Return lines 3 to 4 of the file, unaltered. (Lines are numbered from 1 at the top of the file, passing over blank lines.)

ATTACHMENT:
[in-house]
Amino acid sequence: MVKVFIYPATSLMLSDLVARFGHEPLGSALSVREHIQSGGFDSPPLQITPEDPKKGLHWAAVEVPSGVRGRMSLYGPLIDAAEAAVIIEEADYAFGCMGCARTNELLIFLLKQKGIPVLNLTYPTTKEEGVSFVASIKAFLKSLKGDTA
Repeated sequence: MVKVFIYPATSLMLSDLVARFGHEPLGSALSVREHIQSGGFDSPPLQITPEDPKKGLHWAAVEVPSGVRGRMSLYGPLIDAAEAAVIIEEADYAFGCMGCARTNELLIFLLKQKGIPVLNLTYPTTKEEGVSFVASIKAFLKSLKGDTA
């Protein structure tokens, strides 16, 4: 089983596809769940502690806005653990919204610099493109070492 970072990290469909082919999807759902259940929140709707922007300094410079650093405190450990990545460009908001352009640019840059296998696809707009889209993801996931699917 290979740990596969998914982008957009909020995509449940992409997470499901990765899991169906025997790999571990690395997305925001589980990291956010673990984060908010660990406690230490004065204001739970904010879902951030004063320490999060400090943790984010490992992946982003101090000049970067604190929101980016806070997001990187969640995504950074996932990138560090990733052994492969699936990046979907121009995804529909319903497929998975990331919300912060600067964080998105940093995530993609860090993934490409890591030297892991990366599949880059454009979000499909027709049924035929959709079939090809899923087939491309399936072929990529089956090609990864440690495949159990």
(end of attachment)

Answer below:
Repeated sequence: MVKVFIYPATSLMLSDLVARFGHEPLGSALSVREHIQSGGFDSPPLQITPEDPKKGLHWAAVEVPSGVRGRMSLYGPLIDAAEAAVIIEEADYAFGCMGCARTNELLIFLLKQKGIPVLNLTYPTTKEEGVSFVASIKAFLKSLKGDTA
């Protein structure tokens, strides 16, 4: 089983596809769940502690806005653990919204610099493109070492 970072990290469909082919999807759902259940929140709707922007300094410079650093405190450990990545460009908001352009640019840059296998696809707009889209993801996931699917 290979740990596969998914982008957009909020995509449940992409997470499901990765899991169906025997790999571990690395997305925001589980990291956010673990984060908010660990406690230490004065204001739970904010879902951030004063320490999060400090943790984010490992992946982003101090000049970067604190929101980016806070997001990187969640995504950074996932990138560090990733052994492969699936990046979907121009995804529909319903497929998975990331919300912060600067964080998105940093995530993609860090993934490409890591030297892991990366599949880059454009979000499909027709049924035929959709079939090809899923087939491309399936072929990529089956090609990864440690495949159990």